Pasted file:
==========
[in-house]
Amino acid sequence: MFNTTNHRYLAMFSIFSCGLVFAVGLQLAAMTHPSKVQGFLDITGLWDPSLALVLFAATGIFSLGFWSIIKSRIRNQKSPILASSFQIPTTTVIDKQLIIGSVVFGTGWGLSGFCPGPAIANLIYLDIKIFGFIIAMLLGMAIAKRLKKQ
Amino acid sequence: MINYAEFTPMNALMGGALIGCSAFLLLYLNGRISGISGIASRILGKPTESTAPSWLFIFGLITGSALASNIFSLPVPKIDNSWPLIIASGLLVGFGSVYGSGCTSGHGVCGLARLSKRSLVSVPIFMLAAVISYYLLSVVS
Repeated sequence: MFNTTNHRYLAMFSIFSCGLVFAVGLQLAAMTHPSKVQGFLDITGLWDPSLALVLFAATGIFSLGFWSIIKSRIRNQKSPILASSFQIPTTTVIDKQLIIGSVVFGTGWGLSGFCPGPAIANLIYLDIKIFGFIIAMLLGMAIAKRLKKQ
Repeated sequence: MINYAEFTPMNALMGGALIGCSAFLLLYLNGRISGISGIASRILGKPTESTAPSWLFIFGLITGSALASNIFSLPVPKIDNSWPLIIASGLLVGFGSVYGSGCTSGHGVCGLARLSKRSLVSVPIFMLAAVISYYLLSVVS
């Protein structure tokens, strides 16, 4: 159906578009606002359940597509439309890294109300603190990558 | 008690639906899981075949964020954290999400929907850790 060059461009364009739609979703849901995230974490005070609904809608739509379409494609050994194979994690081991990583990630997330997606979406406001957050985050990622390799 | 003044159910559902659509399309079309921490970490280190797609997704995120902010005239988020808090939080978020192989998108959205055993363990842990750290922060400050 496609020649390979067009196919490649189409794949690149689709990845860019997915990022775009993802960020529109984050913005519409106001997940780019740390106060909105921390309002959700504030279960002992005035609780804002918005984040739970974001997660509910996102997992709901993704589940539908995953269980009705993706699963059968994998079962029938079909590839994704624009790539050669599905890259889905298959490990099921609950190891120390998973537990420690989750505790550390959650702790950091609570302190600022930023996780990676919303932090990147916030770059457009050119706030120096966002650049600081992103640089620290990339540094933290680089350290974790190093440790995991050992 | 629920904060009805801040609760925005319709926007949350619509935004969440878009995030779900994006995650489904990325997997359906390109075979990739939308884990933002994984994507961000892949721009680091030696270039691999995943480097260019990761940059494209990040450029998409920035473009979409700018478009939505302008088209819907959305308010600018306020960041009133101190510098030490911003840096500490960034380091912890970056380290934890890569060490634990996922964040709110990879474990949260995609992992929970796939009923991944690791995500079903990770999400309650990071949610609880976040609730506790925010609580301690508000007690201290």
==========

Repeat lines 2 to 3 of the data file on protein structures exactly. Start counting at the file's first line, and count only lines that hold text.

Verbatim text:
Amino acid sequence: MFNTTNHRYLAMFSIFSCGLVFAVGLQLAAMTHPSKVQGFLDITGLWDPSLALVLFAATGIFSLGFWSIIKSRIRNQKSPILASSFQIPTTTVIDKQLIIGSVVFGTGWGLSGFCPGPAIANLIYLDIKIFGFIIAMLLGMAIAKRLKKQ
Amino acid sequence: MINYAEFTPMNALMGGALIGCSAFLLLYLNGRISGISGIASRILGKPTESTAPSWLFIFGLITGSALASNIFSLPVPKIDNSWPLIIASGLLVGFGSVYGSGCTSGHGVCGLARLSKRSLVSVPIFMLAAVISYYLLSVVS